For more information: (559) 445-8956
Where are the Fresno Housing Authority housing complexes located?
The Housing Authority owns and manages dozens of properties throughout the city of Fresno and also in Fresno County.
How does the Housing Authority help low- and moderate-income families pay their rent?
The Housing Authority provides Housing Choice Vouchers which pay part of a family’s rent and ensure that low- and moderate-income families don’t pay an excessive portion of their income for housing. The Housing Authority also has programs specifically designed to address the needs of particular populations such as farmworkers, the homeless, and residents with physical and/or mental challenges.
How much of a renter’s housing costs does the Housing Authority cover?
The amount of subsidy a family receives from the Housing Authority depends largely on the size and income of the family. In the Housing Choice Voucher program (formerly known as Section 8), participants pay approximately 30 to 40% of their adjusted gross income in rent directly to the property owner. The balance of the rent amount is paid by the Housing Authority.
How does someone apply for a Housing Choice Voucher or for an apartment in a Housing Authority-owned building?
There is currently a waiting list for Housing Authority-owned apartments and for the Housing Choice Vouchers program. For information about applying for the Wait List for Housing Authority-owned apartments, call (559) 445-8956; for information about the Housing Choice Voucher program, call (559) 266-9941.
Do some people get priority over other families waiting for apartments?
The Housing Authority gives preference to the elderly, the disabled, veterans, and local residents, as well as those with special situations.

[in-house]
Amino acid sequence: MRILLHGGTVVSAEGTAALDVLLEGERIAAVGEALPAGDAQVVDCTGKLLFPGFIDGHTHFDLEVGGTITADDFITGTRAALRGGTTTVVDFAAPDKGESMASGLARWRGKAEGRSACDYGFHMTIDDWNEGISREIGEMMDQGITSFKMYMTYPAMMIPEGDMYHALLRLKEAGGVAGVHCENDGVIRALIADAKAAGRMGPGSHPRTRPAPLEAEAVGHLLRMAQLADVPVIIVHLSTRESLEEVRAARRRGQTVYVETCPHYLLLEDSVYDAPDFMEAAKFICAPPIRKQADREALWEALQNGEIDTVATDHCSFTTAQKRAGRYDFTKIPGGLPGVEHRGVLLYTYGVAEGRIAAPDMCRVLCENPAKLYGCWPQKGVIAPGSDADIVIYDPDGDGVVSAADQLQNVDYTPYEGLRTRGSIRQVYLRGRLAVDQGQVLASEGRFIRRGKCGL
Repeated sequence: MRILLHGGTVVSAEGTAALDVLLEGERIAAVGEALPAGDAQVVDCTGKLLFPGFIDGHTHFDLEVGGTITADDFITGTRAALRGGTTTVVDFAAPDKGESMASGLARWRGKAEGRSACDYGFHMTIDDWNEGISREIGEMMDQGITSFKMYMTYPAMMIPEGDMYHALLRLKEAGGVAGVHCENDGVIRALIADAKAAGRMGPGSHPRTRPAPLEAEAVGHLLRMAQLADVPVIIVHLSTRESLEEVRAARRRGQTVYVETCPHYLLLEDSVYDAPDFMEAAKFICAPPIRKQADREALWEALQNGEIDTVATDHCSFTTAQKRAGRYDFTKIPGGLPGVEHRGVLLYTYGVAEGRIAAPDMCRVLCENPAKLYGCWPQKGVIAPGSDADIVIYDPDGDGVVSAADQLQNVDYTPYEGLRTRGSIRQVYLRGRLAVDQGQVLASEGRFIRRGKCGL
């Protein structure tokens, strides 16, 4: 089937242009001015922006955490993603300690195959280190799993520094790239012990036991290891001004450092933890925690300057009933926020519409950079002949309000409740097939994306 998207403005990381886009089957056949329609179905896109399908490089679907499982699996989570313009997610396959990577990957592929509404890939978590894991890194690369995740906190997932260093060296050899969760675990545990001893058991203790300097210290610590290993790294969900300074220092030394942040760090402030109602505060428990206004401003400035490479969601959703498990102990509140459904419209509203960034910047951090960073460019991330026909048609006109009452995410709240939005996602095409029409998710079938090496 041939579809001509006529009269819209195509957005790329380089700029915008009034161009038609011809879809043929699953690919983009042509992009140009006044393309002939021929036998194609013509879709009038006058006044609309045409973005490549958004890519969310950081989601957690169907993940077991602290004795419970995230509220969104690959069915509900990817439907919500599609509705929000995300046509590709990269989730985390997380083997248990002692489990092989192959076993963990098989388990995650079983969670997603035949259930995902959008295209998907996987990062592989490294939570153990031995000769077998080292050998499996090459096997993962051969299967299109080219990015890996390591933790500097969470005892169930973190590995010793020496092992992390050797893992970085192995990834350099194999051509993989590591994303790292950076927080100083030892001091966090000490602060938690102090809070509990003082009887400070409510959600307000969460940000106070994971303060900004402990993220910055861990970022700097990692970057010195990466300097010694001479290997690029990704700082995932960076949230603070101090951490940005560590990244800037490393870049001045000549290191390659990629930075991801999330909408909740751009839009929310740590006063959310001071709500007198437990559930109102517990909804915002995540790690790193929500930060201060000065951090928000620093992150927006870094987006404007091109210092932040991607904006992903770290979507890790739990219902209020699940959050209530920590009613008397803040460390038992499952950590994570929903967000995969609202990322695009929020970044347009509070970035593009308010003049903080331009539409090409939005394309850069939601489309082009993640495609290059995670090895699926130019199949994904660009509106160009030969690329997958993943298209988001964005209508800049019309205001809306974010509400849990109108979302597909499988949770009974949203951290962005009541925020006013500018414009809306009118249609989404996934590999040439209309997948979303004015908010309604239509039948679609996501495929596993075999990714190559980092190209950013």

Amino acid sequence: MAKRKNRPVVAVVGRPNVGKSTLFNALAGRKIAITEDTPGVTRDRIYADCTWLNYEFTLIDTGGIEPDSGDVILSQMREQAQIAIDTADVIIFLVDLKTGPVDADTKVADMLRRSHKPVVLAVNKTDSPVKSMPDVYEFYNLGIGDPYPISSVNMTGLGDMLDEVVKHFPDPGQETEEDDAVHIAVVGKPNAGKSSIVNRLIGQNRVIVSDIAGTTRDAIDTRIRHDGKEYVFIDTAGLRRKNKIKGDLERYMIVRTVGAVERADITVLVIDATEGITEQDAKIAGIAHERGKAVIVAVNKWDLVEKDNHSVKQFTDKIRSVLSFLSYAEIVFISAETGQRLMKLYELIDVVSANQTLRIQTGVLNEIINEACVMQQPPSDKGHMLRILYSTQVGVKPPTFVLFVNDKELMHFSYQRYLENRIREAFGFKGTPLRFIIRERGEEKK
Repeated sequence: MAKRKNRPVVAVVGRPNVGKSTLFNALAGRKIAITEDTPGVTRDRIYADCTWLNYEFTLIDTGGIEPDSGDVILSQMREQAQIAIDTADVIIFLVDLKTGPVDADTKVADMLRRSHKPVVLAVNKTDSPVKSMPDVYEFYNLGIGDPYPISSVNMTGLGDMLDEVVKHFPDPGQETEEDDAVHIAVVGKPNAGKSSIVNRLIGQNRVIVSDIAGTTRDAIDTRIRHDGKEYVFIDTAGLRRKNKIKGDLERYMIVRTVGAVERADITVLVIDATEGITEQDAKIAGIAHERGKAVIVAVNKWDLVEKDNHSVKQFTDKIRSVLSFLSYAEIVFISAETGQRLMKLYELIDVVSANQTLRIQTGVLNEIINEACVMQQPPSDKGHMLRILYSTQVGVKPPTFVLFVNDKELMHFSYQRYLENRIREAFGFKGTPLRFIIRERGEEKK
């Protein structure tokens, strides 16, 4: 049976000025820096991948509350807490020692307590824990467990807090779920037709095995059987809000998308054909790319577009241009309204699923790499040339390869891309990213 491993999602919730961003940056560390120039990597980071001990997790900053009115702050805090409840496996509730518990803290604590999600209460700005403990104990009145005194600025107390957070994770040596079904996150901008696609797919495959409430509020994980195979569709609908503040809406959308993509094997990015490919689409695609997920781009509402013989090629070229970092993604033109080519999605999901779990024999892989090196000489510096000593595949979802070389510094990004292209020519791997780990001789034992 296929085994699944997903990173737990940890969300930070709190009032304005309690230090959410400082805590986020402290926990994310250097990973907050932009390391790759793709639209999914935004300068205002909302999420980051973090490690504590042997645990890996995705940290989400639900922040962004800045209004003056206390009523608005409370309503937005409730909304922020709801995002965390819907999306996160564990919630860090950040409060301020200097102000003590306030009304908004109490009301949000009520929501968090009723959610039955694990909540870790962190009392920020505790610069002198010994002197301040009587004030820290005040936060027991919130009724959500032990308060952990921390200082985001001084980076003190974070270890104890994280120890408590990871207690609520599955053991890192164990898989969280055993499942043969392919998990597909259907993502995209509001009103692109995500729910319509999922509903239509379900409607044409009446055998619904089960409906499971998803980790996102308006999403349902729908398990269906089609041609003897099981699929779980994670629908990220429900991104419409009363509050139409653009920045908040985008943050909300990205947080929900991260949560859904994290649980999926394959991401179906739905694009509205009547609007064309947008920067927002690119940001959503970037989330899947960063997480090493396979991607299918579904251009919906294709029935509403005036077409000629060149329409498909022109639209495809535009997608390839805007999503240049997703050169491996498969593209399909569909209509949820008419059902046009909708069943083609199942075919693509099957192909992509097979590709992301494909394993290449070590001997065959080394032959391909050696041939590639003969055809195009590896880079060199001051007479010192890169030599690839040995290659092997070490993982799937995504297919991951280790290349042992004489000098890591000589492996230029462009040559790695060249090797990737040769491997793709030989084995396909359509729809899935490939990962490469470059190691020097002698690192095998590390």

Must people live in a public housing apartment to receive help from the Housing Authority?
No. While the Housing Authority owns and manages public housing complexes throughout Fresno County, the majority of residents helped by the Housing Authority are assisted through the Housing Choice Voucher program and can choose from a range of privately-owned housing throughout the county.
Do residents of Housing Authority-owned apartments and Housing Choice Voucher holders have to be U.S. citizens?
No. Non-citizens can live in Housing Authority-owned apartments and can also live with family members who have Housing Choice Vouchers. At least one member of the household must be a U.S. citizen. (Rental assistance amounts, however, reflect the number of U.S. citizens in the household.)
Does the Housing Authority provide special support for farmworkers?
Yes. The Housing Authority owns farm labor housing complexes in Orange Cove, Mendota, Parlier, and Fresno. Legal residents who derive at least half of their income from farm-related sources are eligible for housing assistance in these complexes. This program is supported by grants from the Rural Development Division of the U.S. Department of Agriculture.
The Housing Authority also manages two migrant farmworker complexes, supported by grants from the State of California’s Office of Migrant Services – one in Firebaugh and one in Parlier. These complexes are occupied from April through October and can be rented by farmworkers who are legal residents with a permanent home at least 50 miles away from the complex.